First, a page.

Why the COVID-19 vaccine should be mandatory

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ArtikelDigital.com, SHARES As governments, research organizations and pharmaceutical companies race to find vaccines for the novel coronavirus, a recent survey published in The Lancet found that only 67 percent of the United States population would accept a vaccine for COVID-19 if it were recommended for them.

Within weeks of the survey, a major vaccine trial at Oxford University was paused after a participant fell ill.

This may confirm the suspicions of those afraid of vaccinations, but the pause in the development of the vaccine after one participant out of 30,000 fell ill shows that the researchers are following strict safety protocols.

The question is: Once vaccines hit the market, what then? From the perspective of maximum social welfare, everyone should be vaccinated.

As governments, research organizations and pharmaceutical companies race to find vaccines for the novel coronavirus, a recent survey published in The Lancet found that only 67 percent of the United States population would accept a vaccine for COVID-19 if it were recommended for them.

Within weeks of the survey, a major vaccine trial at Oxford University was paused after a participant fell ill.

This may confirm the suspicions of those afraid of vaccinations, but the pause in the development of the vaccine after one participant out of 30,000 fell ill shows that the researchers are following strict safety protocols.

From the perspective of maximum social welfare, everyone should be vaccinated. Globally, as of Sept. 10, there have been more than 27 million confirmed cases of COVID-19.

Southeast Asia contributes about 5.1 million cases, exceeding Europe at 4.6 million cases. More than 900,000 people have died, and the number is still climbing.

The estimates of the cost to the global economy range from US$5.5 trillion to $8.8 trillion, according to Asian Development Bank.

When a vaccine is ready to produce, the world needs more than 7.5 billion doses. And if each person needs two doses, that figure doubles.

It is a massive demand that producers cannot fulfill by 2021, even if the vaccines obtain approval by the end of 2020.

An equitable allocation of vaccines will be the most challenging task due to short supplies. Two critical questions emerge: Should the government make it mandatory? How should vaccines for COVID-19 be allocated?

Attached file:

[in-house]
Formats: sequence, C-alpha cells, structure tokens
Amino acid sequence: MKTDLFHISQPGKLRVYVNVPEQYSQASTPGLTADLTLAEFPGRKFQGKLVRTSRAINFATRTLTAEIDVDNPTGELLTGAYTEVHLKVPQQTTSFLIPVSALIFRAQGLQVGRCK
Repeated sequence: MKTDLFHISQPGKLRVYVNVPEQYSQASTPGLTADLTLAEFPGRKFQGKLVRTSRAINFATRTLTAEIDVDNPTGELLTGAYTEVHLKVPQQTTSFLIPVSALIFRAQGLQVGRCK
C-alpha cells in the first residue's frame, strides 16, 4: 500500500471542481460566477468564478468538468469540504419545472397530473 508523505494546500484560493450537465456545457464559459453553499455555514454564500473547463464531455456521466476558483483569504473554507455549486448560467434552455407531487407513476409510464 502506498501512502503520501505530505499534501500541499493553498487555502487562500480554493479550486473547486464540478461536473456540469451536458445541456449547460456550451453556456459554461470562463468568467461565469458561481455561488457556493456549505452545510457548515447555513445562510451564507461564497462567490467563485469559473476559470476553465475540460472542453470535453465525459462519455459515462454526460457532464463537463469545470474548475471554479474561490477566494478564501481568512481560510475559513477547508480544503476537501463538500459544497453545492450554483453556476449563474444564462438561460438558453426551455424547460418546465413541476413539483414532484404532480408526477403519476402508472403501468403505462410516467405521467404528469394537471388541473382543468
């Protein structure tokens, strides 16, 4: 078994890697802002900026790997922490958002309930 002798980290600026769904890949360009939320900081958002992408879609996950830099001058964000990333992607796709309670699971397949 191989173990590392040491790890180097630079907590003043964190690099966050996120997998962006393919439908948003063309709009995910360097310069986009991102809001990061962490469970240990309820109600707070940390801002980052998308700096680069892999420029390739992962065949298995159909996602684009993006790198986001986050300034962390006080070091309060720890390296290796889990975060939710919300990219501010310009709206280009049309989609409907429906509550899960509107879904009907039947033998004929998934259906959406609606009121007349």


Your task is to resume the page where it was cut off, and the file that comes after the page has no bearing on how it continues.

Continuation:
For the first question, we can apply the economic theory of “merit goods”. A merit good is characterized by its meritorious impact, and despite the fact that it is not typically a public good, pubic funds may be used to provide it for mass consumption (Musgrave, 1959, 1998).

Economic discourse may contest the position of merit goods, but public policy applies it in practice. Primary education and health care are among the most common merit goods recognized in many countries, especially in countries with substantial welfare states.

How does the COVID-19 vaccine fit within this analysis? The arguments for coercion to consume merit goods include the potential for people to act irrationally, increasing consumption of important goods for the beneficiaries, and maximizing social welfare.

Social welfare is the most critical argument for the COVID-19 vaccine viewed as a merit good. Culyer (1971), a prominent British health economist, argued that externalities in merit goods could serve as a justification for the government to intervene in the market.

The global loss from the COVID-19 pandemic is huge and still counting if the world fails to control it.

There are both positive and negative externalities in imposing the COVID-19 vaccine. Positive externalities include additional protection for large populations, which can reduce virus transmission, thus reducing health workers’ burden and freeing up space in hospitals for non-COVID-19 patients.

The treatment costs for one COVID-19 patient could reach tens of thousands of dollars, far higher than the deemed maximum price of the vaccine at $40 per dose (GAVI Alliance).

On the other hand, negative externalities of not being vaccinated mainly come from negative impacts. A nonvaccinated person potentially becomes a virus spreader and infect others who are not yet vaccinated, and those who have been vaccinated but have yet to develop the antibodies.

Economic costs include: high treatment costs, productivity loss, overwhelmed health workers and crowding out non-COVID-19 patients.

Mandatory vaccination deals with social welfare maximization. It is not about the government overruling the individual preference for the risk of isolated impacts.

Especially as global connectivity is essential for economies, while the period of immunity is still unknown, failures to contain this virus in one country means a higher risk of triggering the next pandemic wave across other countries.

On Sept. 2, Erick Thohir, the Executive Director of the Indonesian government’s COVID-19 Response and Economic Recovery Committee, said the government planned to provide free vaccines for only 93 million Indonesians and let the rest pay for themselves.

If Indonesia still experiences waves of infections in the coming years, economic recovery will be just a fantasy.